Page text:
Retired Lieutenant General David Barno, class of 1976 and former commander of international forces in Afghanistan, had some provocative comments to this effect earlier this year. Referring to the Army, he wrote “Not only does it reside in remote fortresses…but in a world apart from the cultural, intellectual and even geographic spheres that define the kaleidoscopic United States. This splendid military isolation—set in the midst of a largely adoring nation—risks fostering a closed culture of superiority and aloofness.”
My own view is that we’re not close to getting there yet. But it does suggest that another important task for young Army leaders is to do what you can to keep yourself—through the assignments you take in your career and choices you make in life—better connected to an American society of which you are an integral part. It is of particular importance to graduates of this institution, who unlike your OCS and ROTC colleagues, will have been steeped in a monastic military environment—albeit one with internet access—pretty much since leaving high school.
Getting this relationship on a sound footing is so important because a civil-military divide can expose itself in an ugly way, especially during a protracted and frustrating war effort. One of the achievements of the post-Vietnam Army leadership was preventing a corrosive “stabbed in the back” narrative from putting down roots within the service at a time that many officers were inclined to blame American society, the media and politicians in particular, for allegedly tying their hands and not seeing the effort through. When I came on board as defense secretary at pretty much the low point of the Iraq war, I worried about the recriminations, finger-pointing, and resentments—over a lack of support by civilian leaders and agencies, over a non-mobilized, unengaged civilian society—already starting to crop up; a situation that might have turned toxic if the U.S. military were to experience a humiliating retreat from Iraq.
That was one of the reasons that I challenged Army audiences early on to think about how the service’s miscalculations and bureaucratic inclinations may have contributed to the problems we encountered in the post-9/11 campaigns. Of course, due to the ability of the Army to adapt both on the battlefield and on the institutional side, plus the extraordinary courage and determination of soldiers in theater, we turned the tide in Iraq and avoided the calamity that would have befallen our country, the army, and the relationship between them.
Tending to this relationship between soldier and society is something that military and civilian leaders alike must be cognizant of as we enter a delicate and difficult transition phase in the Afghanistan campaign, an effort of which the American public and increasing number of politicians have grown weary, even as so many of our military leaders believe that we are finally on the right track.
I’ve left you with some pretty heavy material this evening that I hope will stimulate thought and discussion in the days and weeks ahead. Each of you—with your talents, intelligence, and record of accomplishments—could have chosen something easier, or safer, and of course, better paid. But you took on the mantle of Duty, Honor and Country passed down the Long Gray Line. The men and women who walked these halls and strode these grounds before you. For that, you have the profound gratitude and eternal admiration of the American people.
In my addresses to service academies as defense secretary, I would usually close by saying that I felt as each of the young men and women before me were like my own sons and daughters. Well, tonight, I still do and will do to my last breath.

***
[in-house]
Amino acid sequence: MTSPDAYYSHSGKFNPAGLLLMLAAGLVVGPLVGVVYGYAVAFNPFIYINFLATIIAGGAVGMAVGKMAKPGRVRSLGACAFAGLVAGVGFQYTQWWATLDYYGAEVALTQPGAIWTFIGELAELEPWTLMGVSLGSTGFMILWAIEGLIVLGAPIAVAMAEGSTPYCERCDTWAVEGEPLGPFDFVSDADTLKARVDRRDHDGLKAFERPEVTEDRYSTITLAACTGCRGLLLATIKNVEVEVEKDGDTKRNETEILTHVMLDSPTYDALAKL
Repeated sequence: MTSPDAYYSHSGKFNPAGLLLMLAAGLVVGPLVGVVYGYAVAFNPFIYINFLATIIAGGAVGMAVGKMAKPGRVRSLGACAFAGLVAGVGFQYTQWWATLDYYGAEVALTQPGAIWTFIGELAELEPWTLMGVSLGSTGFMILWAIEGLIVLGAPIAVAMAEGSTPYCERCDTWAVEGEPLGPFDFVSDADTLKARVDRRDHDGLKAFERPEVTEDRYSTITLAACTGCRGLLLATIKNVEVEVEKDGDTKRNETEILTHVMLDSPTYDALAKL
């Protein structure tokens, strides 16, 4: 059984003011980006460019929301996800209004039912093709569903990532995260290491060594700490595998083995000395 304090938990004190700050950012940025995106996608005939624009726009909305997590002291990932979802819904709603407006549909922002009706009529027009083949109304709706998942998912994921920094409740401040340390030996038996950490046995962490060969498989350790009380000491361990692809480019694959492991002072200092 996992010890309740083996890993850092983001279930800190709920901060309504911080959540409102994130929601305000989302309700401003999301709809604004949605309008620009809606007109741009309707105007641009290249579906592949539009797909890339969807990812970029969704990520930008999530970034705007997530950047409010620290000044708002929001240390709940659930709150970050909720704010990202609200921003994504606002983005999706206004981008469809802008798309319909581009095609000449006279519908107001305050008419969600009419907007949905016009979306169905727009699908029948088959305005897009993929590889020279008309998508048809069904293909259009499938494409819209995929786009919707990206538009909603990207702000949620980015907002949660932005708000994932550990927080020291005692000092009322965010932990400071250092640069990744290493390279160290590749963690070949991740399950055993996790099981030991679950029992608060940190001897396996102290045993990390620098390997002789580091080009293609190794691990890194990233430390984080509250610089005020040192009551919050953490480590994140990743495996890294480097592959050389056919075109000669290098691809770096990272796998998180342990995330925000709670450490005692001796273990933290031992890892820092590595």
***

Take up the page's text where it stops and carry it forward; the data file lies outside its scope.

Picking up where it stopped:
Thank you again for this great honor, and God Bless.
Dr. Robert M. Gates served as the 22nd Secretary of Defense from December 18, 2006 through June 30, 2011. Dr. Gates is the only Secretary of Defense in U.S. history to be asked to remain in that office by a newly elected President. President Barack Obama is the eighth president Dr. Gates served.
Before becoming Secretary of Defense in 2006, Dr. Gates was the President of Texas A&M University, the nation’s seventh-largest university. Prior to assuming the Texas A&M presidency, on August 1, 2002, he served as Interim Dean of the George Bush School of Government and Public Service at Texas A&M from 1999 to 2001.
Secretary Gates joined the Central Intelligence Agency in 1966 and spent nearly 27 years as an intelligence professional. During that period, he spent nearly nine years at the National Security Council, The White House, serving four presidents of both political parties.
Dr. Gates served as Director of Central Intelligence from 1991 until 1993. He is the only career officer in CIA’s history to rise from entry-level employee to Director. He served as Deputy Director of Central Intelligence from 1986 until 1989 and as Assistant to the President and Deputy National Security Adviser at the White House from January 20, 1989, until November 6, 1991, for President George H.W. Bush.
Secretary Gates has been awarded the Nation’s highest civilian award, the Presidential Medal of Freedom, the National Security Medal, the Presidential Citizens Medal, has twice received the National Intelligence Distinguished Service Medal, and has three times received CIA’s highest award, the Distinguished Intelligence Medal.
He is the author of the memoir, From the Shadows: The Ultimate Insiders Story of Five Presidents and How They Won the Cold War, published in 1996.
Until becoming Secretary of Defense, Dr. Gates served as Chairman of the Independent Trustees of The Fidelity Funds, the nation’s largest mutual fund company, and on the board of directors of NACCO Industries, Inc., Brinker International, Inc. and Parker Drilling Company, Inc.
Dr. Gates has also served on the Board of Directors and Executive Committee of the American Council on Education, the Board of Directors of the National Association of State Universities and Land-Grant Colleges, and the National Executive Board of the Boy Scouts of America. He has also been President of the National Eagle Scout Association.
A native of Kansas, Dr. Gates received his bachelor’s degree from the College of William and Mary, his master’s degree in history from Indiana University, and his doctorate in Russian and Soviet history from Georgetown University.
In 1967 he was commissioned a second lieutenant in the U.S. Air Force and served as an intelligence officer at Whiteman Air Force Base in Missouri.